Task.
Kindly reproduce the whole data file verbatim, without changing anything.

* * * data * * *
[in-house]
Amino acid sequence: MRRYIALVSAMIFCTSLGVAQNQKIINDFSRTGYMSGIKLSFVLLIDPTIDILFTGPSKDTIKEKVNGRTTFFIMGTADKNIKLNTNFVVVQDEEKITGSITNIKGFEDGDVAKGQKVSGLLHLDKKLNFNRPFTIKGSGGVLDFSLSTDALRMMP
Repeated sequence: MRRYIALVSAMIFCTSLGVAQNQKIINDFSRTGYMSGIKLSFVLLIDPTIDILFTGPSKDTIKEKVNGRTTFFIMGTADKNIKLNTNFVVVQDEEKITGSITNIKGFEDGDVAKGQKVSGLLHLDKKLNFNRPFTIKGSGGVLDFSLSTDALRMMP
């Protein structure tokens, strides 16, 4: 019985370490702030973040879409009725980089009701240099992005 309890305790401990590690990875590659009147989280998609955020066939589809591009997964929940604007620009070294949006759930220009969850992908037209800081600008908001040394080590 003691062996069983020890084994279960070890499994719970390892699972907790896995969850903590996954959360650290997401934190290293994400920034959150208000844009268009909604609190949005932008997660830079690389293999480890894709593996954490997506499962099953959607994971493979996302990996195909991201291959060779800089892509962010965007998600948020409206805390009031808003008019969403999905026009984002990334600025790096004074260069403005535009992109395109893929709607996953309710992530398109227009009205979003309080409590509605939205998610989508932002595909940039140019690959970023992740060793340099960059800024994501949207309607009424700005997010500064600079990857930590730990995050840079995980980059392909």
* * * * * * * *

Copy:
[in-house]
Amino acid sequence: MRRYIALVSAMIFCTSLGVAQNQKIINDFSRTGYMSGIKLSFVLLIDPTIDILFTGPSKDTIKEKVNGRTTFFIMGTADKNIKLNTNFVVVQDEEKITGSITNIKGFEDGDVAKGQKVSGLLHLDKKLNFNRPFTIKGSGGVLDFSLSTDALRMMP
Repeated sequence: MRRYIALVSAMIFCTSLGVAQNQKIINDFSRTGYMSGIKLSFVLLIDPTIDILFTGPSKDTIKEKVNGRTTFFIMGTADKNIKLNTNFVVVQDEEKITGSITNIKGFEDGDVAKGQKVSGLLHLDKKLNFNRPFTIKGSGGVLDFSLSTDALRMMP
């Protein structure tokens, strides 16, 4: 019985370490702030973040879409009725980089009701240099992005 309890305790401990590690990875590659009147989280998609955020066939589809591009997964929940604007620009070294949006759930220009969850992908037209800081600008908001040394080590 003691062996069983020890084994279960070890499994719970390892699972907790896995969850903590996954959360650290997401934190290293994400920034959150208000844009268009909604609190949005932008997660830079690389293999480890894709593996954490997506499962099953959607994971493979996302990996195909991201291959060779800089892509962010965007998600948020409206805390009031808003008019969403999905026009984002990334600025790096004074260069403005535009992109395109893929709607996953309710992530398109227009009205979003309080409590509605939205998610989508932002595909940039140019690959970023992740060793340099960059800024994501949207309607009424700005997010500064600079990857930590730990995050840079995980980059392909």